|Our cozy front porch|
In addition to being uncertain about how the tiny spoon made it into the wall, we are equally baffled about its purpose and origins. There is no maker's mark, unfortunately, but it does have a delicately beaded edge around the handle. Was this a very fancy child's toy, or was this a salt spoon regularly used by the Foreman's at meals? We may never know, but we will keep digging. Suggestions are welcome!
|Bone handle fork|
Another utensil we found while cleaning out the dairy building (more on that later), was a bone-handled two-tined fork. These types of forks have been found in various archaeological contexts, dating to the late 18th or early 19th century. Very similar forks were found at Thomas Jefferson's Poplar Forest, the site of Davidsonville in Arkansas, and at Plymouth, among many other sites in Colonial North America. The date of this type of fork suggests that it was among the first generation of Greenwreath Foremans' personal possessions. Whatever its story may have been, and however it ended up in a cardboard box in the dairy building, we were so excited to have found it. Once again, these little things tell us more about the life the Foreman family lived in their early days here in North Carolina.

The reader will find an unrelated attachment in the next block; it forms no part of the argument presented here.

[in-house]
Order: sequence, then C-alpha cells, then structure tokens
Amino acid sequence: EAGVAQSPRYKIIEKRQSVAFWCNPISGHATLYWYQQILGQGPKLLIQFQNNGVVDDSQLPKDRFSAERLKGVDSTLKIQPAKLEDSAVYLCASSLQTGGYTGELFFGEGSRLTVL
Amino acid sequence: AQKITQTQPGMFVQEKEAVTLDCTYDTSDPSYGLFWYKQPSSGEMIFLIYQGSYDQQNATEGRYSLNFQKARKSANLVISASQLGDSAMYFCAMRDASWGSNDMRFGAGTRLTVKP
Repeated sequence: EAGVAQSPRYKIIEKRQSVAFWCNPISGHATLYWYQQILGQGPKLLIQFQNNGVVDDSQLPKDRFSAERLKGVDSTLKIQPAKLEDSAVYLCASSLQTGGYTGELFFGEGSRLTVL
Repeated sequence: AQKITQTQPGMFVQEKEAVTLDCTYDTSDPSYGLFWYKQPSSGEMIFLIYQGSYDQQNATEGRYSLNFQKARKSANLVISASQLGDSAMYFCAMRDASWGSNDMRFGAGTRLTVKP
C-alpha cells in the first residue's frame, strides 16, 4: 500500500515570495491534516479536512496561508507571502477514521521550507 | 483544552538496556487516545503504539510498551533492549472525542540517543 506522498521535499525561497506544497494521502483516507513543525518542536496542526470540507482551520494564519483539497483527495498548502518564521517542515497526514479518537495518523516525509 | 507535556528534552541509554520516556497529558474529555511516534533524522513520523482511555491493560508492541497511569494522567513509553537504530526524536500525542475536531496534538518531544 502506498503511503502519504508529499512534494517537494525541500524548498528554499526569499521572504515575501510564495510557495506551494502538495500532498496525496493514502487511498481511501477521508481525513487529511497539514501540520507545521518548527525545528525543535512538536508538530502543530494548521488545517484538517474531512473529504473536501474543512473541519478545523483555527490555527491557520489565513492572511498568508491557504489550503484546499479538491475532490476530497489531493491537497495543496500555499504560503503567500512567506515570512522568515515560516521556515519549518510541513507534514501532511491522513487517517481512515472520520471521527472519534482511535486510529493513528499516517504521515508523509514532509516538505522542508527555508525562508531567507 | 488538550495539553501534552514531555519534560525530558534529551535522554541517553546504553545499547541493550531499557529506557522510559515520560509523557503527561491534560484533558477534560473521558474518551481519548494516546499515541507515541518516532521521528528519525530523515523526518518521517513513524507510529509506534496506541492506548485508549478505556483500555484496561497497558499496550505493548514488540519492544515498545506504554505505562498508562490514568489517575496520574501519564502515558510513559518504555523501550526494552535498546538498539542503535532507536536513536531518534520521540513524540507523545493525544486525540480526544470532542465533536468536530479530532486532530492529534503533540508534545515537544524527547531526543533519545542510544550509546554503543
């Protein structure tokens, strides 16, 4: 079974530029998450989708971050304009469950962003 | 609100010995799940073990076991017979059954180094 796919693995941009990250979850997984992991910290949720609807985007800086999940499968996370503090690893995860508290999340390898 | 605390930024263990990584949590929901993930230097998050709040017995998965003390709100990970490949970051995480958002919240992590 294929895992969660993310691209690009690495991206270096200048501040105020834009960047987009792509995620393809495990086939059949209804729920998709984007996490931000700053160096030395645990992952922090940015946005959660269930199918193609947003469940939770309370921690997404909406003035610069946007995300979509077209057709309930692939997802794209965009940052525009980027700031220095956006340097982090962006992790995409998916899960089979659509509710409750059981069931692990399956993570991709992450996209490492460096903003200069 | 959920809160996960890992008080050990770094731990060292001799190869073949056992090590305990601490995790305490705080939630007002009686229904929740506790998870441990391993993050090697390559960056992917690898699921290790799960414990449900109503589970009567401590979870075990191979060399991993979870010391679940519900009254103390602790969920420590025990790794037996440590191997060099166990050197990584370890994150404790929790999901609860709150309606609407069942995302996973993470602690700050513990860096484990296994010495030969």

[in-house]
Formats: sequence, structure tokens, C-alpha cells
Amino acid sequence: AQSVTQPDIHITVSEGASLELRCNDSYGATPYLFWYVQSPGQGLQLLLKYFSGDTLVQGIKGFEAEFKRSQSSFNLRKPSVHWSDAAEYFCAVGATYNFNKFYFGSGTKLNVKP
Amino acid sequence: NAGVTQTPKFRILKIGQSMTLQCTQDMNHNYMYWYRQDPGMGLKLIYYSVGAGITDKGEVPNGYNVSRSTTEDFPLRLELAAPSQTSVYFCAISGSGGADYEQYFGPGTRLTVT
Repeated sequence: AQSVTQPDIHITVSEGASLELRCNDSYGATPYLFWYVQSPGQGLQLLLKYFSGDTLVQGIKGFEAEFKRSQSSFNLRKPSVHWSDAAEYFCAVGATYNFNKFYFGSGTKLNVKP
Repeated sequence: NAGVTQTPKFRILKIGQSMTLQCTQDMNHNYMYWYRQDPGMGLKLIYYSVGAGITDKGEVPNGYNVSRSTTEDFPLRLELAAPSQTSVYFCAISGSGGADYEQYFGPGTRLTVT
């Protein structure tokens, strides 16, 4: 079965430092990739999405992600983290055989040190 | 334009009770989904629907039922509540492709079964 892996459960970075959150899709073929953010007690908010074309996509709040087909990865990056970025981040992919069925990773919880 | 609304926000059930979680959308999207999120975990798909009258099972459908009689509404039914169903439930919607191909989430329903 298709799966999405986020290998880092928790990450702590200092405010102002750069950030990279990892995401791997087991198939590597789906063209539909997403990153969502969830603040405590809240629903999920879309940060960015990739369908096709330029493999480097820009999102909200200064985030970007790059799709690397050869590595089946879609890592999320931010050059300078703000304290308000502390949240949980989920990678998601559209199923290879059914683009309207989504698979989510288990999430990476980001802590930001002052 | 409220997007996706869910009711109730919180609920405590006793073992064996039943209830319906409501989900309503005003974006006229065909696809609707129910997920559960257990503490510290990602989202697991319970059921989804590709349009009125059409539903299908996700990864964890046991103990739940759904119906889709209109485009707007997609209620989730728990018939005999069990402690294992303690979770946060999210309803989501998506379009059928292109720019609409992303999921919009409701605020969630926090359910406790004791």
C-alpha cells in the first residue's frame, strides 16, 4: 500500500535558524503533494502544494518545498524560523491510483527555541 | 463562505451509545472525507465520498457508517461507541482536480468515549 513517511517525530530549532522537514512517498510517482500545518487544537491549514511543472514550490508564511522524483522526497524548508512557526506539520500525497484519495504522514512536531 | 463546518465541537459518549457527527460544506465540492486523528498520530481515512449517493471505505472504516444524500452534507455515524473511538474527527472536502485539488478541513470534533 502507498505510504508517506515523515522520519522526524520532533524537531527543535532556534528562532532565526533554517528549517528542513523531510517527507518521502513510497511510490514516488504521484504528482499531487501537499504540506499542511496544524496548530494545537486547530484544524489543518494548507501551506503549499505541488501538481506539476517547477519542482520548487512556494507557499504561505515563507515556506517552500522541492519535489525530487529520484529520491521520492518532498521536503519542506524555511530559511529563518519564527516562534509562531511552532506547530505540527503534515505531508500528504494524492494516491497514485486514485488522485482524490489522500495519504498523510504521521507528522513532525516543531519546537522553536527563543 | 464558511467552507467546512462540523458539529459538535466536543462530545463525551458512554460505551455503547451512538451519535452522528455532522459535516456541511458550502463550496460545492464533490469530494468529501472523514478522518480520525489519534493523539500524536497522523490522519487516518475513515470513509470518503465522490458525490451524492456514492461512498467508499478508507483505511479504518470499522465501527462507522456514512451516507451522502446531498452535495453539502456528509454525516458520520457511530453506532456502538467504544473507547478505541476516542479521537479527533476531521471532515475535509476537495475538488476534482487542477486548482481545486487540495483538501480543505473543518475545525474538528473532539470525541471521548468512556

This fork (or a similar one) was actually mentioned in an article in Greenville's Daily Reflector about the previous restoration of the house. It was among many artifacts discovered in Greenwreath's walls in the 1980s. While it's a shame to now have no knowledge of where the rest of these artifacts have ended up, we were thrilled to have rediscovered the fork. Greenwreath just keeps offering more and more little tidbits of its history with every new job we undertake!